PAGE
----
A one-day conference ‘Road Danger Reduction and Enforcement: How policing can support walking and cycling in London’
Organised by RoadPeace, the national charity for road crash victims; the Road Danger Reduction Forum; CTC, the national cycling charity; and the London Cycling Campaign, the conference will highlight what the Metropolitan Police Service and Transport for London are doing to improve cyclist and pedestrian safety, and what changes campaigners would like to see. The conference is aimed at non-professional road safety campaigners, Councillors, and transport, health and road safety professionals concerned with safety on the roads.
The conference will be chaired jointly by Lord Berkeley, President of the Road Danger Reduction Forum and Vice-President of CTC, and Baroness Jenny Jones MLA.
The conference, which is free of charge, will be hosted by LB Southwark at 160 Tooley Street (http://www.southwark.gov.uk/location) on:
Saturday November 1st : 10.30am – 3.45pm.
To register for the conference go to https://www.eventbrite.com/e/traffic-law-enforcement-conference-tickets-13438006439
Lord Berkeley says: “Attention is rightly directed at how our streets are engineered for people walking and cycling. But we also need to have road traffic law properly enforced – for the safety of all road users – if we are to reduce danger to cyclists and pedestrians.”
The conference has been welcomed by the 20’s plenty campaign and the Transport and Health Study Group. Conference programme is below here: Continue reading
Here’s how to do a bit of reporting which is not just sloppy, but (no doubt unwittingly) contains important prejudices about cycling.
Here we go: Continue reading
“Road Danger Reduction and Traffic Law Enforcement”
A One Day Conference on Saturday Nov 1st 2014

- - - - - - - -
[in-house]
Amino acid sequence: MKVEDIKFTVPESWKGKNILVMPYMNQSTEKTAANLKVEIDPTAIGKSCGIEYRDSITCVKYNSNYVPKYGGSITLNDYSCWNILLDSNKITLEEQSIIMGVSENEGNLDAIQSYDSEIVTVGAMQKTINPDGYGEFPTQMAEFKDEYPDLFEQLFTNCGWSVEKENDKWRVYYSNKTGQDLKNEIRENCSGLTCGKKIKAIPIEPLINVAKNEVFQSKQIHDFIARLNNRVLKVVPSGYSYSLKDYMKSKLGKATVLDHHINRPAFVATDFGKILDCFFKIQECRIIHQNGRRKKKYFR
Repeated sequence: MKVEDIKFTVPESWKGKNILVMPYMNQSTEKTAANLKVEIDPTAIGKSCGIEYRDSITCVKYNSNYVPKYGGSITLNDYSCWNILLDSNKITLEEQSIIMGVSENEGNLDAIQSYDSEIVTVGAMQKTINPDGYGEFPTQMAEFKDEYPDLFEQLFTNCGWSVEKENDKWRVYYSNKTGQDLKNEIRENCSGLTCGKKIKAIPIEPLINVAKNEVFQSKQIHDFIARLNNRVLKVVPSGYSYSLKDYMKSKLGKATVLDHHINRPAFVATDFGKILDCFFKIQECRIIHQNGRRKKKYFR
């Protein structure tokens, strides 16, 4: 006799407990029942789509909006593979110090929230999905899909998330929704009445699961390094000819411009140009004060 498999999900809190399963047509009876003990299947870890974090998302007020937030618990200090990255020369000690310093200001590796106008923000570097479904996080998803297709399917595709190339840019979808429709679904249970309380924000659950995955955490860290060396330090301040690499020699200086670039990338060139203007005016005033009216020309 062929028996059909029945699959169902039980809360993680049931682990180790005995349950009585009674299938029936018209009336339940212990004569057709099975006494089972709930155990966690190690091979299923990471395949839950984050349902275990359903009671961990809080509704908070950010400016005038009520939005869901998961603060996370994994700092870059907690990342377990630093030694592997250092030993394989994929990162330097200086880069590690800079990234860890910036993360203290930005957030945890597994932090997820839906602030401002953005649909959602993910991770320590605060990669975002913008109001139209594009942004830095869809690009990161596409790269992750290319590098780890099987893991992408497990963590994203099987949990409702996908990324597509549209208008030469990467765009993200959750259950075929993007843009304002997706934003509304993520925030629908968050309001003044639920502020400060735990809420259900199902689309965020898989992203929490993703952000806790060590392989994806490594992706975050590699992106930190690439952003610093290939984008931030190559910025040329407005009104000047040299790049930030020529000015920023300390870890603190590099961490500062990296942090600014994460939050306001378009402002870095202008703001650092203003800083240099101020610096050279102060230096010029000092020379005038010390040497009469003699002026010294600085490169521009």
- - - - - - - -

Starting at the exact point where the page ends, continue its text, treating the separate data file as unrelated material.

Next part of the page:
If we are to achieve Safer Roads for All Road Users, what kind of Traffic Law Enforcement do we need?
Organisers: RoadPeace; Road Danger Reduction Forum; CTC: the National Cyclists’ charity and London Cycling Campaign. Hosted by London Borough of Southwark.
The following is a translation of an article in the German tabloid Bild which may be of use to colleagues working on School Travel as an indication of attitudes elsewhere in Europe. Note what the Germans – including the equivalent of the RAC or AA – see as the problem
Careful dear children – your parents drive here!
This is our response to the draft Cycle Safety Action Plan issued by Transport for London, which you can respond to here by Thursday July 25th .
The draft CSAP is a fundamentally flawed document which fails in three main respects. Firstly, its idea of “safety” for cyclists is measured in a way which can indicate that having fewer cyclists and a higher cyclist casualty rate is BETTER than having more cyclists and a lower casualty rate. Secondly, it fails to differentiate between measures which reduce danger to cyclists (and other road users) and those which do not. Thirdly, it has no real way of assessing the effects of measures implemented. Continue reading
I have already confessed my love for cycle sport in general and the Tour de France in particular – while arguing that that the Tour in Britain may have had a negative effect on the prospects for everyday cycling. It’s not just that the benefits of cycling as sport for cycling as transport are limited – the Tour de France is, after all, not supposed to be more than, well, the Tour de France. It’s that the impressions of what “cycling” is, as derived from the Tour and cycle sport in general, can actually impede the progress of cycling as transport.
I’ve enjoyed the Tour in the UK, and will stay glued to it. But it is time to review the situation with some observations of where we are and what the effect of the Tour may be.